Trial of Kenosha Shooter Kyle Rittenhouse Heads Toward Closing Arguments and Jury Deliberations
After a contentious courtroom debate Friday, a judge ruled jurors can consider some lesser charges against Kyle Rittenhouse.
The trial of Kenosha shooter Kyle Rittenhouse is headed toward closing arguments and jury deliberation, beginning next week.
Jurors who will decide his fate will be allowed to consider some lesser charges in addition to those originally filed against him, the judge ruled Friday after fierce debate from opposing counsel.
Arguments over jury instructions were contentious at times. At one point, after attorneys debated about what a particular photo showed, Judge Bruce Schroeder appeared to lose his temper. "You’re asking me to give an instruction. I want to see the best picture!" he said.
The highly publicized case against Rittenhouse has been punctuated by scrutiny of the judge's behavior this week.
Rittenhouse, 18, has said that he feared for his life and acted in self-defense when he shot three men during a protest last year in Kenosha, Wisconsin, over the killing of a Black man. Two people died and another was wounded from Rittenhouse's gunfire. Prosecutors say Rittenhouse, who was living in Illinois, traveled across state lines to insert himself into the demonstrations, armed with a semiautomatic rifle that he was not legally allowed to possess at age 17.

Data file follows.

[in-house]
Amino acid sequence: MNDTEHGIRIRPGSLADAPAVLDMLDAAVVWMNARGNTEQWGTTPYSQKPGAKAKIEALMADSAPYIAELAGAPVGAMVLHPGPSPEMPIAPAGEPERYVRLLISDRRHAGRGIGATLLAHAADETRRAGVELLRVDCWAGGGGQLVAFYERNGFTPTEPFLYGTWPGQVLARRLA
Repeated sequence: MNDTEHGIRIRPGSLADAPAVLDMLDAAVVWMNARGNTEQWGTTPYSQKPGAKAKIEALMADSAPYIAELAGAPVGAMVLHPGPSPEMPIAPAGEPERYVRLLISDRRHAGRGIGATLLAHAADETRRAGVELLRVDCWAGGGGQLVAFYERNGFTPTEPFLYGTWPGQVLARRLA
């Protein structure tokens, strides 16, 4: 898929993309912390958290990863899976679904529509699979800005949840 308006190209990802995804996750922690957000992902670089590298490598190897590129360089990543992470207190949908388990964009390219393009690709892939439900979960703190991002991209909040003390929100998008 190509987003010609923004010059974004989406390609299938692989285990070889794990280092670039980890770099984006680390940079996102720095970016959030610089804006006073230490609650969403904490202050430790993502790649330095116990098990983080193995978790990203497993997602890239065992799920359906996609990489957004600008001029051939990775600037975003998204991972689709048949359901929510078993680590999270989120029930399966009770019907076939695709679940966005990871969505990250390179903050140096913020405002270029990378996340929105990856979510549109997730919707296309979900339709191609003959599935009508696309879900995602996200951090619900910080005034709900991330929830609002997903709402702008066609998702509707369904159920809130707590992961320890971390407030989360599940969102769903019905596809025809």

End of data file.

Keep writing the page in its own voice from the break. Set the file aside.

On Thursday, Judge Schroeder asked the courtroom if there were any veterans present. The judge then noted that the defense's next witness, John Black, was a veteran and encouraged everyone present to “give a round of applause to the people who have served our country.”
Just before lunch on the same day, the judge made what some interpreted as anti-Asian statement. "I hope the Asian food isn't coming, isn't on one of those boats from Long Beach Harbor," as court broke for the midday meal. It was an apparent reference to supply-chain problems with unloading ships in a Los Angeles County harbor.
"A thinly veiled anti-Asian comment," read one social post.
John C. Yang, executive director of Asian Americans Advancing Justice, wrote on Twitter, "Maybe I’m supposed to applaud him for not saying ‘Oriental food.'"
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